Sofrito is ubiquitous in Caribbean cooking. One could safely say that Puerto Rican cuisine would be wanting without it. It is an aromatic mix of herbs and spices that is a base for cooking countless criollo dishes. This concept can be found in other cultures as well. One example is the Indian mix called garam masala which is also used as a base flavoring. Or kimchi, the fermented cabbage condiment, so popular in Korean cooking. The word sofrito is a generic term that has no correct English translation. “Frito” in Spanish means fried. Sofrito could be taken to mean stir-fried. Although this would not be entirely accurate. As the recipe shows, sofrito can be whipped up in a few moments’ time in a blender or food processor. And it can be stored in a closed tight jar the refrigerator for three to four days or, in the freezer compartment, indefinitely.
¼ cup tablespoons chopped cilantro leaves
1 medium green bell pepper, chopped
1 clove garlic, peeled and crushed
1 medium onion, coarsely chopped
¼ pound aji dulce (small, sweet chili peppers found in Asian or Latino markets)
3 tablespoons recao, chopped (can substitute parsley)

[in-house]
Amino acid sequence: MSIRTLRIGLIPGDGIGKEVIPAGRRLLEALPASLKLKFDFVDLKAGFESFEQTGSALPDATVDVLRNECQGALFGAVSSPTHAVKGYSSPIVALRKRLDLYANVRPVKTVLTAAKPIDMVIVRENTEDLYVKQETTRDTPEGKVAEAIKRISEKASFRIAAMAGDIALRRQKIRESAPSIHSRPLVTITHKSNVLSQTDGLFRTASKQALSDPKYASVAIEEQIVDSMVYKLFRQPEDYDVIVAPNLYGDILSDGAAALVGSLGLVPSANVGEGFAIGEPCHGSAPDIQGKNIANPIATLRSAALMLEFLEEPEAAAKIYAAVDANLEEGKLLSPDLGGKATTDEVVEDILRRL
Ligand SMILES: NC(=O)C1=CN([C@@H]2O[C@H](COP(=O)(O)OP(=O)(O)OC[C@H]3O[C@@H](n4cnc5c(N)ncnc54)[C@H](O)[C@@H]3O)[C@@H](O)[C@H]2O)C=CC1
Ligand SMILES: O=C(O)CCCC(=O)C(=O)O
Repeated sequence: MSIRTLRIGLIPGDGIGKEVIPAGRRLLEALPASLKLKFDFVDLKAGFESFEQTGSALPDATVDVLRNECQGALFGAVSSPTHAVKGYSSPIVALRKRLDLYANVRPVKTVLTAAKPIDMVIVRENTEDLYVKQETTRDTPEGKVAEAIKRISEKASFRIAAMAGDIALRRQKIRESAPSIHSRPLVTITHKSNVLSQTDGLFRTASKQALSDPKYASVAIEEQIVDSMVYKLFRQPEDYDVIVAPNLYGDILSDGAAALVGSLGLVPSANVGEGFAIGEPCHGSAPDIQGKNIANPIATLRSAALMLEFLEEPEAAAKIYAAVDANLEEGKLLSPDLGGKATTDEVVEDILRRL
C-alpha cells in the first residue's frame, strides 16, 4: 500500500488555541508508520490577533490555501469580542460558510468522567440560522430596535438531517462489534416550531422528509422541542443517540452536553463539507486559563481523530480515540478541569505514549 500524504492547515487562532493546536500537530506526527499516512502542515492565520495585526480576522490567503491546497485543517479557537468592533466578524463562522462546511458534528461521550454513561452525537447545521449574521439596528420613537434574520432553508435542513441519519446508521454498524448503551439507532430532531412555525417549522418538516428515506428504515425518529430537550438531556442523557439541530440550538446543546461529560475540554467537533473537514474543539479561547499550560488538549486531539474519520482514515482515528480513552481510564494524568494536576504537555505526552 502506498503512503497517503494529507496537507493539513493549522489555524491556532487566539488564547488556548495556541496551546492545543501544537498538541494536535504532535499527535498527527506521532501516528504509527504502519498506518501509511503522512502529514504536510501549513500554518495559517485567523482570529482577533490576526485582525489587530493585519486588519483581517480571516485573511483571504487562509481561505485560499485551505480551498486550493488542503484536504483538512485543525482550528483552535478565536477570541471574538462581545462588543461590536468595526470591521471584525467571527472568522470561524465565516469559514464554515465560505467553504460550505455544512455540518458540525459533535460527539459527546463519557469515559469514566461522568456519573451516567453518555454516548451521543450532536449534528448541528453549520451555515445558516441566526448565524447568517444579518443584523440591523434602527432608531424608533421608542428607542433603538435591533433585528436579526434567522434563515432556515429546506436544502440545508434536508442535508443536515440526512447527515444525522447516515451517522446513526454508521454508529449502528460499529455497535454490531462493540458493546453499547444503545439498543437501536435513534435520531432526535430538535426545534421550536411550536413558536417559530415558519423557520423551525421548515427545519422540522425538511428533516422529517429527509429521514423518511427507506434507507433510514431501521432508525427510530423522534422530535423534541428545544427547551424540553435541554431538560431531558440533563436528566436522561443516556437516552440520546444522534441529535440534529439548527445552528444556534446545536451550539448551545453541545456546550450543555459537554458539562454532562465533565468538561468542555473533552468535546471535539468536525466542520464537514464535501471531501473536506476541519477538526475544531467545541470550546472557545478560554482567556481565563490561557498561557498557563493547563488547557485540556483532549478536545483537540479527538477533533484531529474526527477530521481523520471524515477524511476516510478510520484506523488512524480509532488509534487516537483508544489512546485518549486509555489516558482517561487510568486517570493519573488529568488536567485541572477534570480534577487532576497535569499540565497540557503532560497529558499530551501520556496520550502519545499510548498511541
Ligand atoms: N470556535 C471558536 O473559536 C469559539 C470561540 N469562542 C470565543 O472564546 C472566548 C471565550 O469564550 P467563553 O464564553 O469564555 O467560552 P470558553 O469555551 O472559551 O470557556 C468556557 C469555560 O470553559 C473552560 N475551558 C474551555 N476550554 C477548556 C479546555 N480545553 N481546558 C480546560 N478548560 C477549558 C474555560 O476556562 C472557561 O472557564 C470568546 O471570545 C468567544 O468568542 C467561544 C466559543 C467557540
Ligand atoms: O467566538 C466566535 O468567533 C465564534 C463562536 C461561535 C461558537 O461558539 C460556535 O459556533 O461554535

Combine all ingredients in a blender and puree until it has a smooth, sauce-like consistency, adding 1 tablespoon vegetable oil (or olive oil) while pureeing. This will yield about 1 1/3 cups of sofrito. Store in a tight jar in the refrigerator. I prefer to place the sofrito in an ice tray. That way, I can use one cube or more as needed rather than have to scoop it out of the jar with a spoon.
2 cups rice
Water to cover
3 tablespoons olive oil
2 tablespoons sofrito
2 tablespoons tomato paste (or ½ cup tomato sauce
Salt to taste
- Wash rice under cold running water and drain to rid it of starch.
- In a heavy kettle or pot (I prefer cast iron), heat olive oil over medium heat.
- Add sofrito and tomato paste and sauté for about 3-4 minutes.
- Stir in rice so that it attains a uniform color. Add water to cover rice by ¼ to ½ inch. Add salt and bring to a boil.
- Cover and simmer on low heat until water is absorbed and rice is tender, about 20-30 minutes. Remove from heat and let stand about 5 minutes before serving.
Yield: 4 servings or more
Cooking with Oswald Rivera
Making Sofrito, for Puerto Rican Cuisine in America, and Also how to make Spanish Rice as well as Puerto Rican Rice.
One of the ingredients : Recao ,.. it is hard to find sometimes !
Caribbean cooking, Latin cooking, Holiday foods, Puerto Rican cooking,
Available in my book: https://www.amazon.com/Puerto-Rican-Cuisine-America-Nuyorican/dp/1568582447
Oswald Rivera’s Blog http://oswaldatlarge.blogspot.com/ is a wonderful place to get new food ideas and recipes.